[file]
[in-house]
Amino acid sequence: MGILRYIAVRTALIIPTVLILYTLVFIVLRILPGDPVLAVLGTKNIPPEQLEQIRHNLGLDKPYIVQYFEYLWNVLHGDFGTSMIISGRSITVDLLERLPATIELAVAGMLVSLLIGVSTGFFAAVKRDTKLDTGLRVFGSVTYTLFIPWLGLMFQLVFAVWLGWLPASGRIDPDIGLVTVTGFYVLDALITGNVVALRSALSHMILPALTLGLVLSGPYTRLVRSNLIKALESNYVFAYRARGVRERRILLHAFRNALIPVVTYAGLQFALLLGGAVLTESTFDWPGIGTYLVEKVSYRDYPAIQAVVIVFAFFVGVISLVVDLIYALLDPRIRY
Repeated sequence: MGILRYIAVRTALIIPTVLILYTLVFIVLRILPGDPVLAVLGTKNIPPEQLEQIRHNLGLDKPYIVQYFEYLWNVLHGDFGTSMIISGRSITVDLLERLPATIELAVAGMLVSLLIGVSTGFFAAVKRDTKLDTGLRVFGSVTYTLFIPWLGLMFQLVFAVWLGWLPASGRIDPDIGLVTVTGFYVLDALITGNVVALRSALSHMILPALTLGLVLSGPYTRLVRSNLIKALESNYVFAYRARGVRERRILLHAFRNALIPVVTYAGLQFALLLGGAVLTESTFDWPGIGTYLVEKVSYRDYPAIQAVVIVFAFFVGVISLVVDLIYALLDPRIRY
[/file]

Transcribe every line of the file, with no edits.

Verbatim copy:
[in-house]
Amino acid sequence: MGILRYIAVRTALIIPTVLILYTLVFIVLRILPGDPVLAVLGTKNIPPEQLEQIRHNLGLDKPYIVQYFEYLWNVLHGDFGTSMIISGRSITVDLLERLPATIELAVAGMLVSLLIGVSTGFFAAVKRDTKLDTGLRVFGSVTYTLFIPWLGLMFQLVFAVWLGWLPASGRIDPDIGLVTVTGFYVLDALITGNVVALRSALSHMILPALTLGLVLSGPYTRLVRSNLIKALESNYVFAYRARGVRERRILLHAFRNALIPVVTYAGLQFALLLGGAVLTESTFDWPGIGTYLVEKVSYRDYPAIQAVVIVFAFFVGVISLVVDLIYALLDPRIRY
Repeated sequence: MGILRYIAVRTALIIPTVLILYTLVFIVLRILPGDPVLAVLGTKNIPPEQLEQIRHNLGLDKPYIVQYFEYLWNVLHGDFGTSMIISGRSITVDLLERLPATIELAVAGMLVSLLIGVSTGFFAAVKRDTKLDTGLRVFGSVTYTLFIPWLGLMFQLVFAVWLGWLPASGRIDPDIGLVTVTGFYVLDALITGNVVALRSALSHMILPALTLGLVLSGPYTRLVRSNLIKALESNYVFAYRARGVRERRILLHAFRNALIPVVTYAGLQFALLLGGAVLTESTFDWPGIGTYLVEKVSYRDYPAIQAVVIVFAFFVGVISLVVDLIYALLDPRIRY